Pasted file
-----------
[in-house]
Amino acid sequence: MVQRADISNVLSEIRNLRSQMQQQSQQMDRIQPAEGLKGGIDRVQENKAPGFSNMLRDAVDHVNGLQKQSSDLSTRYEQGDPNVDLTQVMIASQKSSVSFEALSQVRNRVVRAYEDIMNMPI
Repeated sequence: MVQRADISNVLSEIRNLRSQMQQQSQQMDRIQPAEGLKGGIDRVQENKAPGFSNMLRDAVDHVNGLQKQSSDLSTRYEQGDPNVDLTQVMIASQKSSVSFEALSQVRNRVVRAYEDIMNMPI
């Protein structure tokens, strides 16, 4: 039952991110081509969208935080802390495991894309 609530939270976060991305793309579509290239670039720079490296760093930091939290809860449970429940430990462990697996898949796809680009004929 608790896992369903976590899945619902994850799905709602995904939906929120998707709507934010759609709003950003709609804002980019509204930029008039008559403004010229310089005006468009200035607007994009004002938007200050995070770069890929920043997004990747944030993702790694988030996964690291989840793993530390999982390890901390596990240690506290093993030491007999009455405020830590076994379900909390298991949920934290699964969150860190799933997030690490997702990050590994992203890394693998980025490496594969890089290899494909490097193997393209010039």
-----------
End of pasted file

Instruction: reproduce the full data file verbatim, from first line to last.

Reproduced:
[in-house]
Amino acid sequence: MVQRADISNVLSEIRNLRSQMQQQSQQMDRIQPAEGLKGGIDRVQENKAPGFSNMLRDAVDHVNGLQKQSSDLSTRYEQGDPNVDLTQVMIASQKSSVSFEALSQVRNRVVRAYEDIMNMPI
Repeated sequence: MVQRADISNVLSEIRNLRSQMQQQSQQMDRIQPAEGLKGGIDRVQENKAPGFSNMLRDAVDHVNGLQKQSSDLSTRYEQGDPNVDLTQVMIASQKSSVSFEALSQVRNRVVRAYEDIMNMPI
């Protein structure tokens, strides 16, 4: 039952991110081509969208935080802390495991894309 609530939270976060991305793309579509290239670039720079490296760093930091939290809860449970429940430990462990697996898949796809680009004929 608790896992369903976590899945619902994850799905709602995904939906929120998707709507934010759609709003950003709609804002980019509204930029008039008559403004010229310089005006468009200035607007994009004002938007200050995070770069890929920043997004990747944030993702790694988030996964690291989840793993530390999982390890901390596990240690506290093993030491007999009455405020830590076994379900909390298991949920934290699964969150860190799933997030690490997702990050590994992203890394693998980025490496594969890089290899494909490097193997393209010039």